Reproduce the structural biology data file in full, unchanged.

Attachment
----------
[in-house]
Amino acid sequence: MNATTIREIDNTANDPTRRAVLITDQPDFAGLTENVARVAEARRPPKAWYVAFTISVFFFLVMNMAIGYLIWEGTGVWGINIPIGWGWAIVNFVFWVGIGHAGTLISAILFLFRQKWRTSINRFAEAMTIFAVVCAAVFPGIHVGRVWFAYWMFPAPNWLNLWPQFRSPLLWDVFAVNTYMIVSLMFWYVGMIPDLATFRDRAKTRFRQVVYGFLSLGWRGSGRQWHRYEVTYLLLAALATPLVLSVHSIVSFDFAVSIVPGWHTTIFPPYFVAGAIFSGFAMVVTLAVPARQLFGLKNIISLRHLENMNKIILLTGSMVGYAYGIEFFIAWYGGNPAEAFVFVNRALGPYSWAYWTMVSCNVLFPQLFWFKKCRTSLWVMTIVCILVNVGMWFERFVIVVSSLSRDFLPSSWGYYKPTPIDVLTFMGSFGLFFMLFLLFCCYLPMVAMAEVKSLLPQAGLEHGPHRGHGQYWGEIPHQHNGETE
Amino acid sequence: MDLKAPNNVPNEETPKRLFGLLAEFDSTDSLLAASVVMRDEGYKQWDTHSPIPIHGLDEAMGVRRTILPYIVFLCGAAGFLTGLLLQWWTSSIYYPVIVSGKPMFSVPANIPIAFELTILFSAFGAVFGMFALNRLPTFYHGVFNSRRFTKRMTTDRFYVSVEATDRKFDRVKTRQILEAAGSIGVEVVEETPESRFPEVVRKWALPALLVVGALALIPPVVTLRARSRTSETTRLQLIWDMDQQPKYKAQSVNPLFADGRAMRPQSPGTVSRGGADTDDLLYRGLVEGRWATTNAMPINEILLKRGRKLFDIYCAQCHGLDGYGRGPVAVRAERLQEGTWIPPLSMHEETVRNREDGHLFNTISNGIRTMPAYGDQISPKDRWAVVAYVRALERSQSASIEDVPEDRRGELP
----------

[in-house]
Amino acid sequence: MNATTIREIDNTANDPTRRAVLITDQPDFAGLTENVARVAEARRPPKAWYVAFTISVFFFLVMNMAIGYLIWEGTGVWGINIPIGWGWAIVNFVFWVGIGHAGTLISAILFLFRQKWRTSINRFAEAMTIFAVVCAAVFPGIHVGRVWFAYWMFPAPNWLNLWPQFRSPLLWDVFAVNTYMIVSLMFWYVGMIPDLATFRDRAKTRFRQVVYGFLSLGWRGSGRQWHRYEVTYLLLAALATPLVLSVHSIVSFDFAVSIVPGWHTTIFPPYFVAGAIFSGFAMVVTLAVPARQLFGLKNIISLRHLENMNKIILLTGSMVGYAYGIEFFIAWYGGNPAEAFVFVNRALGPYSWAYWTMVSCNVLFPQLFWFKKCRTSLWVMTIVCILVNVGMWFERFVIVVSSLSRDFLPSSWGYYKPTPIDVLTFMGSFGLFFMLFLLFCCYLPMVAMAEVKSLLPQAGLEHGPHRGHGQYWGEIPHQHNGETE
Amino acid sequence: MDLKAPNNVPNEETPKRLFGLLAEFDSTDSLLAASVVMRDEGYKQWDTHSPIPIHGLDEAMGVRRTILPYIVFLCGAAGFLTGLLLQWWTSSIYYPVIVSGKPMFSVPANIPIAFELTILFSAFGAVFGMFALNRLPTFYHGVFNSRRFTKRMTTDRFYVSVEATDRKFDRVKTRQILEAAGSIGVEVVEETPESRFPEVVRKWALPALLVVGALALIPPVVTLRARSRTSETTRLQLIWDMDQQPKYKAQSVNPLFADGRAMRPQSPGTVSRGGADTDDLLYRGLVEGRWATTNAMPINEILLKRGRKLFDIYCAQCHGLDGYGRGPVAVRAERLQEGTWIPPLSMHEETVRNREDGHLFNTISNGIRTMPAYGDQISPKDRWAVVAYVRALERSQSASIEDVPEDRRGELP